One of the coolest things about being an adult (or as close to one as you can get) is that instead of doing homework after class, you get to fill your time after work with hobbies. Spending time on something that’s just for fun might seem like a foreign concept, but if you don’t have any hobbies you may want to consider finding one. Having hobbies not only helps you de-stress, but certain activities can also make you smarter – all while having fun. If you’re looking for something to fill your spare time, here’s our list of brain-boosting suggestions.
Learning How to Code
Nowadays, every job has a digital component, so learning how to code can give you a significant edge in the workplace. There are several languages you can learn, but even the most basic (HTML and CSS) will really help you understand web design, social media, and product development. You can find several free lessons online (Codecademy is a great place to start) and so long as you have a computer and an internet connection, you can learn how to code free of charge!
Learning a New Language
When it comes to languages, you can never know too many. Especially if you’re a frequent traveler. Learning a new language not only makes it easier to communicate in foreign (and local) lands, but it can also help improve your brain power. Studies have shown that learning a new language can slow brain aging! There’s never been a better reason to order Rosetta Stone.
Your writing skills can never be “too good,” and the more you write, the better your communication skills will become. Even if you just start writing about your favorite TV show, learning how to articulate your thoughts effectively on paper (and online) can help make your communication skills stronger overall. You’ll become more perceptive to how you use your grammar and vocabulary, and you’ll also grow to understand your specific writing style. Blogging online also gives you an easy forum for feedback, meaning you can consistently grow as a writer based on how others perceive your work.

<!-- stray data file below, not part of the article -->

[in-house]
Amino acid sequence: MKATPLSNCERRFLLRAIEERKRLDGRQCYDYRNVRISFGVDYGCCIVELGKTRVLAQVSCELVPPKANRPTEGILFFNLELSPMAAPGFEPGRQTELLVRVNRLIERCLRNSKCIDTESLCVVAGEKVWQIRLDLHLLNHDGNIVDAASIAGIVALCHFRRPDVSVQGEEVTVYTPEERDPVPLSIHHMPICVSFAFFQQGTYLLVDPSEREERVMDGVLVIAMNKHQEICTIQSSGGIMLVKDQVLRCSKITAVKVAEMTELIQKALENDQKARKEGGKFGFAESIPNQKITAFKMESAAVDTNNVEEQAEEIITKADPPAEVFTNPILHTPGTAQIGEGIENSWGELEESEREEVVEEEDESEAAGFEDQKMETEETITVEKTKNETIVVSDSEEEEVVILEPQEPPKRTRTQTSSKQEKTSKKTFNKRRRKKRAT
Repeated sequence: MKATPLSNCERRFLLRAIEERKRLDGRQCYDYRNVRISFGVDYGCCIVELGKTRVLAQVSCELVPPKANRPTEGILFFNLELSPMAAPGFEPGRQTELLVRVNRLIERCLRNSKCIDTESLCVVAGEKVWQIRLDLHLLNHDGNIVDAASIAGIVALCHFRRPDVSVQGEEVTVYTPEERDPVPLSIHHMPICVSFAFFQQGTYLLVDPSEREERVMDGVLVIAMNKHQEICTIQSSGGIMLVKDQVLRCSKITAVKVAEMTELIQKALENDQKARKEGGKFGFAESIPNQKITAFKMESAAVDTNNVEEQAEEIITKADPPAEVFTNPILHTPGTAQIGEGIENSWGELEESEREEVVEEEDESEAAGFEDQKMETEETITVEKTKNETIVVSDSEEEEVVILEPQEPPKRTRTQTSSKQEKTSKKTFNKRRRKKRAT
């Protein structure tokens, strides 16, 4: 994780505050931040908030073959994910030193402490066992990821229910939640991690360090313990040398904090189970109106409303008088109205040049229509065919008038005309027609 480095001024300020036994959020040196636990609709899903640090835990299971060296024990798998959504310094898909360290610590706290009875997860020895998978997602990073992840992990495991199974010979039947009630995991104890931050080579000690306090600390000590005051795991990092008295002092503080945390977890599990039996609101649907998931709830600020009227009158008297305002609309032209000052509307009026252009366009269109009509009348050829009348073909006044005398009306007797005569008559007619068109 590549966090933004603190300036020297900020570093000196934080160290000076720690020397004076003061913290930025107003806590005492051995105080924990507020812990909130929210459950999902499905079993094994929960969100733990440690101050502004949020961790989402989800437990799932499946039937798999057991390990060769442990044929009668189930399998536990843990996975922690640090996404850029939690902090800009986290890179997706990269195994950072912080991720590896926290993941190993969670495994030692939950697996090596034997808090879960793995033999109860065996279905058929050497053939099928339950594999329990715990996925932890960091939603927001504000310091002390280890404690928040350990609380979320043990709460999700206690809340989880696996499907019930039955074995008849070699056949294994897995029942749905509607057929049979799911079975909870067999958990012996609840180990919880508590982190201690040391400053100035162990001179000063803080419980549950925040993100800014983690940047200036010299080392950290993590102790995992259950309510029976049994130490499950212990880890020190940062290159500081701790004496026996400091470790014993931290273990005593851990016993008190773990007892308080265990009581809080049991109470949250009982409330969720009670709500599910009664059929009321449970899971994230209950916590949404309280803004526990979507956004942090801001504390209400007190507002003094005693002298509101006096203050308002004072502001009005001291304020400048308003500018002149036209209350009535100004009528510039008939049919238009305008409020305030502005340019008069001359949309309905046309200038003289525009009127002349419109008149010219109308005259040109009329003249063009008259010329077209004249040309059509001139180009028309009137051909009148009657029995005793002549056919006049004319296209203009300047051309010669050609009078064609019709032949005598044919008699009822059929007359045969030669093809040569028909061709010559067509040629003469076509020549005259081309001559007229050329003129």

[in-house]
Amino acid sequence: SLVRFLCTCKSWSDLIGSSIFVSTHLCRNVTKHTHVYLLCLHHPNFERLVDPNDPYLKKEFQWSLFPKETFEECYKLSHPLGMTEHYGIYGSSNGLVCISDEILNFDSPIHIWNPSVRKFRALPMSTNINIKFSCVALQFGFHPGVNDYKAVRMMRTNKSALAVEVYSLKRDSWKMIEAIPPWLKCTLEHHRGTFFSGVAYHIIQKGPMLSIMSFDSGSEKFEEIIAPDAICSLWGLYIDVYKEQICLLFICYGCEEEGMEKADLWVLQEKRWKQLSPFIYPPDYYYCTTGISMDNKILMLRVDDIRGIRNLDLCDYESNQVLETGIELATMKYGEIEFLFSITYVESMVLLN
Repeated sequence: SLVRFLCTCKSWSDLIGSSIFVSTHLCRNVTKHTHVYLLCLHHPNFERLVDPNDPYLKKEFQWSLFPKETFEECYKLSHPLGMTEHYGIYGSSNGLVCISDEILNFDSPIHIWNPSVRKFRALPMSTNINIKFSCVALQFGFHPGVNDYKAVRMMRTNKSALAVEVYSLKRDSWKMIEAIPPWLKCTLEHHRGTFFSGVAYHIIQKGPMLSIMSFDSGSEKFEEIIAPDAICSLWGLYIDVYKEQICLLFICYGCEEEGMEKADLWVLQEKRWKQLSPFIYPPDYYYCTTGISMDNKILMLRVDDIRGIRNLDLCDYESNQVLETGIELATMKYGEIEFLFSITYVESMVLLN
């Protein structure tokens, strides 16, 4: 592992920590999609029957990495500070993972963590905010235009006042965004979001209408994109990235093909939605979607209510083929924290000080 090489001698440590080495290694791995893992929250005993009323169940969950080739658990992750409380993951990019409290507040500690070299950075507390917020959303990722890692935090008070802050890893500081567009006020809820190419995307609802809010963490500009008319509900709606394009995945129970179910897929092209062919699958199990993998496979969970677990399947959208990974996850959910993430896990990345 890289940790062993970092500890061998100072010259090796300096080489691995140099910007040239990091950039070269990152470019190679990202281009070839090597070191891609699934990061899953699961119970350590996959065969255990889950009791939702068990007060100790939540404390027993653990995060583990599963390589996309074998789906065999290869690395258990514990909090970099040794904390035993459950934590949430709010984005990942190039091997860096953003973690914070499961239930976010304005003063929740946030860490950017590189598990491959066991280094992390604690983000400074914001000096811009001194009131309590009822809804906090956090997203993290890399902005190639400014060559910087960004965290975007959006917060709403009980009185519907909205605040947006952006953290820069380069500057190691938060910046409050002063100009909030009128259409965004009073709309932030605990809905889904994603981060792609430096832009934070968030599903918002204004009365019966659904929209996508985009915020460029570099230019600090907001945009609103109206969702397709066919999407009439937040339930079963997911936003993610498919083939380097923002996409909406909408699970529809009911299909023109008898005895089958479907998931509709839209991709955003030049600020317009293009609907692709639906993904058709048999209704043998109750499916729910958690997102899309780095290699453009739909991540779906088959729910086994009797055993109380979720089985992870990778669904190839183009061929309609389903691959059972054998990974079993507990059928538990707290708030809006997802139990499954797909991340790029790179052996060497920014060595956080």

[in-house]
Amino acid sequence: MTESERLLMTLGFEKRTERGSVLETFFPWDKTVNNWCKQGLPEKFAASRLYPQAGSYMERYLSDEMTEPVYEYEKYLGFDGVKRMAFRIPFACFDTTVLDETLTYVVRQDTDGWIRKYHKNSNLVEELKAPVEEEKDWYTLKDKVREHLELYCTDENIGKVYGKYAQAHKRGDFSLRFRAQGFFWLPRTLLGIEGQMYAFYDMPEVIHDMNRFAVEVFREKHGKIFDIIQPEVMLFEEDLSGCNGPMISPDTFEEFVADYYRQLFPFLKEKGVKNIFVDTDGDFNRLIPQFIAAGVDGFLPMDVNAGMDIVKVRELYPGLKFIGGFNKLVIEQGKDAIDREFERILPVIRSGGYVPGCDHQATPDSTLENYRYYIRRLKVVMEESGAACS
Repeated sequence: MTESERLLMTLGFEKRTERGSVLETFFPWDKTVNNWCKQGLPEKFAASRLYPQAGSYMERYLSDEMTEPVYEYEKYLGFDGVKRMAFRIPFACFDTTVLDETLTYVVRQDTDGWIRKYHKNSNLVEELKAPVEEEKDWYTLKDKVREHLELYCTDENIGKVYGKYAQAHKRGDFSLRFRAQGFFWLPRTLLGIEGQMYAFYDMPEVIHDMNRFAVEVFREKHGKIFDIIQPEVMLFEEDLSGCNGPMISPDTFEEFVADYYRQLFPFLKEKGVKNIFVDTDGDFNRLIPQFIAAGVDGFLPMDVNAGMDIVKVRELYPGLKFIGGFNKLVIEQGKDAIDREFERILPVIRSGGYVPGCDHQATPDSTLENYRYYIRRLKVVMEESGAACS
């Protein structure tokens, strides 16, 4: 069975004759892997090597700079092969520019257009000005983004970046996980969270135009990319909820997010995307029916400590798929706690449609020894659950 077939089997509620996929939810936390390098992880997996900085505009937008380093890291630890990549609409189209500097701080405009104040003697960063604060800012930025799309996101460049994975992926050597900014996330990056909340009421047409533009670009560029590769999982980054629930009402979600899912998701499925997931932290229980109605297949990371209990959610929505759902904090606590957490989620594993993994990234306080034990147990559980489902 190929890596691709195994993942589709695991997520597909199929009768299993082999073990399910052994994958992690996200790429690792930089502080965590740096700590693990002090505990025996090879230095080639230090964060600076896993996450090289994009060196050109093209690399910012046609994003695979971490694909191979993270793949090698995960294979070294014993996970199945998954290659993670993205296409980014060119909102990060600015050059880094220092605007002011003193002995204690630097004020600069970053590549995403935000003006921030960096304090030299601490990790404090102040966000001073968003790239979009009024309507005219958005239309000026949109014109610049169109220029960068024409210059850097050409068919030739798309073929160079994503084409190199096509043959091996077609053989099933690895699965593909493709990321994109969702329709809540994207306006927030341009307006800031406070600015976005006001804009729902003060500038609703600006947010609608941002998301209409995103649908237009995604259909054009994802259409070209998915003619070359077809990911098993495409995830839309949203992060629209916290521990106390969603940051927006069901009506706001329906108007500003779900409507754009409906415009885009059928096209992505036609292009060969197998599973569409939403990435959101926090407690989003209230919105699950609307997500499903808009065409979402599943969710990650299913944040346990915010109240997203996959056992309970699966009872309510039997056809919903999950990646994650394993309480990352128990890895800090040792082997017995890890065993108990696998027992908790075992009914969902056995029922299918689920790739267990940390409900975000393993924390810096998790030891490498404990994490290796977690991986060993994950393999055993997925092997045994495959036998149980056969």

While we’re not suggesting that reading Stephenie Meyer’s new novel will make you smarter, choosing to read a book for its knowledge is very different than reading one for fun. If you’re already an avid fiction reader, add books to your reading list that you wouldn’t usually pick up. Reading one informative book – whether it be on politics, economics, history, or something else that interests you – for every two you read for fun will help you expand your knowledge base. You’ll never know when that information will come in handy, even if it is just for your weekly trivia night.
Learning an Instrument
Science has proven that playing a musical instrument is beneficial for your mind, as it involves several different parts of the brain. Specifically, playing a musical instrument strengthens the corpus callosum – the part of the brain that links the right and left sides. This leads to stronger problem-solving skills, memory, and overall brain function. The cool part? Picking up an instrument, no matter your age, will help you develop the above. You’re never too old to learn! (Obviously, this means it’s time to go ahead and enroll in that RockStar weekend camp.)
Puzzles and Board Games
This one sounds like it could just be for fun, but completing puzzles and other board games can benefit neuroplasticity – a term used to describe how the brain can reorganize itself. Anyone can find a puzzle or game they love based on their interests – and yes, iPhone games like Candy Crush and Two Dots count! Having high neuroplasticity not only helps you become smarter, but it can also help you avoid certain conditions like anxiety and depression. You can be productive and preventative at the same time.